تکامل رفتاردرمانی و رفتاردرمانی شناختی
|کد مقاله||سال انتشار||مقاله انگلیسی||ترجمه فارسی||تعداد کلمات|
|30318||2015||8 صفحه PDF||سفارش دهید||6620 کلمه|
Publisher : Elsevier - Science Direct (الزویر - ساینس دایرکت)
Journal : Behaviour Research and Therapy, Volume 64, January 2015, Pages 1–8
The historical background of the development of behaviour therapy is described. It was based on the prevailing behaviourist psychology and constituted a fundamentally different approach to the causes and treatment of psychological disorders. It had a cold reception and the idea of treating the behaviour of neurotic and other patients was regarded as absurd. The opposition of the medical profession and psychoanalysts is explained. Parallel but different forms of behaviour therapy developed in the US and UK. The infusion of cognitive concepts and procedures generated a merger of behaviour therapy and cognitive therapy, cognitive behaviour therapy (CBT). The strengths and limitations of the early and current approaches are evaluated.
نتیجه گیری انگلیسی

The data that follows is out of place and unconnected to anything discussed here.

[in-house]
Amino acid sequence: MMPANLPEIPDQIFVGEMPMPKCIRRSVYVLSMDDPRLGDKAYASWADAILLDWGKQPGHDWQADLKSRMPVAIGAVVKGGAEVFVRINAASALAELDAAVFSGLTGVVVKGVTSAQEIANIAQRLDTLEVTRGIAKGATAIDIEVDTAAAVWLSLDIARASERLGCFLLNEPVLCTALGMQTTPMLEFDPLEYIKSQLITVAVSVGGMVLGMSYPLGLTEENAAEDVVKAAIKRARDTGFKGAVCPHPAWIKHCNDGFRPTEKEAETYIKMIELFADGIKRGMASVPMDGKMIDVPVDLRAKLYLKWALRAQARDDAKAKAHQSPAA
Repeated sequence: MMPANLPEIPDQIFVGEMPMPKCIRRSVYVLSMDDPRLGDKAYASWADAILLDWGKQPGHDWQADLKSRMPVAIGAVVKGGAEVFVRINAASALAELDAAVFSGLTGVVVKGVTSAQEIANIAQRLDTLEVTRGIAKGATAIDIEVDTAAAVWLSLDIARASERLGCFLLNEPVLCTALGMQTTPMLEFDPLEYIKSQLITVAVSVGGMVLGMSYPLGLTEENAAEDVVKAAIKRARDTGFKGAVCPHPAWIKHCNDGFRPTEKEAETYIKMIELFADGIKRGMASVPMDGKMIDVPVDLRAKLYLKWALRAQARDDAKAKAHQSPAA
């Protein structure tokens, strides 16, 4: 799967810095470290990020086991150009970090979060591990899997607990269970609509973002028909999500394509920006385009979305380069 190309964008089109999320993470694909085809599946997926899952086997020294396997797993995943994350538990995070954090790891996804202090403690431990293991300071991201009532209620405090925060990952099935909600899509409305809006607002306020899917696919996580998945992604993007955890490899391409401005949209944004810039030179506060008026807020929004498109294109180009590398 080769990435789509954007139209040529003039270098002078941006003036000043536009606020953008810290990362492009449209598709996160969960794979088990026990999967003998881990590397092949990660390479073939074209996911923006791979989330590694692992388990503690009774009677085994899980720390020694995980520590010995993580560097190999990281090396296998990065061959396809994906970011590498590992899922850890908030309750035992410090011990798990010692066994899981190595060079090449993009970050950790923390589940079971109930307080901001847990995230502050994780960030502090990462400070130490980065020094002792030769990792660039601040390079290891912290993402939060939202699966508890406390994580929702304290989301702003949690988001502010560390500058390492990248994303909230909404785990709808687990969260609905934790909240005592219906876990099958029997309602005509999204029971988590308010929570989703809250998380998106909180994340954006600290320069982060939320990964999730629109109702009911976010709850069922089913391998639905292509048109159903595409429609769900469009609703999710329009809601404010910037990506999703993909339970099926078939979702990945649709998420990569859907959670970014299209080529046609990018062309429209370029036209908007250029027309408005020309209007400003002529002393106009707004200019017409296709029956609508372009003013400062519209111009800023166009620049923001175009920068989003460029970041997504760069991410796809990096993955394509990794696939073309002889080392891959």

Summary and conclusions The development of psychological treatment for anxiety disorders and depression has improved health care for many thousands of people, and the massive expansion of psychotherapeutic services for people in the United Kingdom will doubtless inspire comparable improvements elsewhere. Clinical psychologists and clinical researchers provided the means for this unparallelled improvement in mental health care. In the post-war period the medical profession strongly opposed the provision of therapy by psychologists. The massive expansion of psychological services in the United Kingdom, hints at the outcome of that tendentious professional dispute. Developing the methods of treatment greatly enhanced our understanding of the nature of fear—the methods were, after all, methods for reducing fear. Lang (1968) introduced a fascinating conception of fear: fear is not a lump, but rather is a loosely connected set of three components. His work also led to a fresh conception of courage ( Rachman, 1978, 1990). A stimulating construal of prepared fears was introduced by Seligman (1971), and Clark (1986) introduced the first cognitive explanation of episodes of intense fear. Naturally many questions remain to be tackled, but insufficient progress has been made in answering one of Seligman's (1988) crucial questions: Why are unadaptive fearful misinterpretations so tenacious? Consideration of tenacious irrational beliefs are not confined to psychologists. In his book “The Heel of Achilles” the philosophically-minded novelist Arthur Koestler pondered whether “the prevalence of passionately held irrational beliefs” will ever become comprehensible ( Koestler, 1976, p.16).